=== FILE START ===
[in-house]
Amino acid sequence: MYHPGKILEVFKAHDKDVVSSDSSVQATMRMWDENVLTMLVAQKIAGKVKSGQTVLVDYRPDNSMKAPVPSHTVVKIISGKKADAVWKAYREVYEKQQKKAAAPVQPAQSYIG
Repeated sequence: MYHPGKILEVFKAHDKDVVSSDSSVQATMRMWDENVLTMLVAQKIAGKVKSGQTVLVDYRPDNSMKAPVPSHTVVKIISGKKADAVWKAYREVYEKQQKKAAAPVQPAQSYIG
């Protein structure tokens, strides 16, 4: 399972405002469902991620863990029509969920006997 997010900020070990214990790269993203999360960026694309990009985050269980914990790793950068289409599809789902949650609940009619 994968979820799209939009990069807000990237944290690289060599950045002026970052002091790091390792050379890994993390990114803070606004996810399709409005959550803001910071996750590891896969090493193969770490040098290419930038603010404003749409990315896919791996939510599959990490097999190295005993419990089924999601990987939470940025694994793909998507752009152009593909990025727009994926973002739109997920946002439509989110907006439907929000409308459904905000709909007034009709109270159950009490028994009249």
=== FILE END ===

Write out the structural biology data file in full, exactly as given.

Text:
[in-house]
Amino acid sequence: MYHPGKILEVFKAHDKDVVSSDSSVQATMRMWDENVLTMLVAQKIAGKVKSGQTVLVDYRPDNSMKAPVPSHTVVKIISGKKADAVWKAYREVYEKQQKKAAAPVQPAQSYIG
Repeated sequence: MYHPGKILEVFKAHDKDVVSSDSSVQATMRMWDENVLTMLVAQKIAGKVKSGQTVLVDYRPDNSMKAPVPSHTVVKIISGKKADAVWKAYREVYEKQQKKAAAPVQPAQSYIG
């Protein structure tokens, strides 16, 4: 399972405002469902991620863990029509969920006997 997010900020070990214990790269993203999360960026694309990009985050269980914990790793950068289409599809789902949650609940009619 994968979820799209939009990069807000990237944290690289060599950045002026970052002091790091390792050379890994993390990114803070606004996810399709409005959550803001910071996750590891896969090493193969770490040098290419930038603010404003749409990315896919791996939510599959990490097999190295005993419990089924999601990987939470940025694994793909998507752009152009593909990025727009994926973002739109997920946002439509989110907006439907929000409308459904905000709909007034009709109270159950009490028994009249």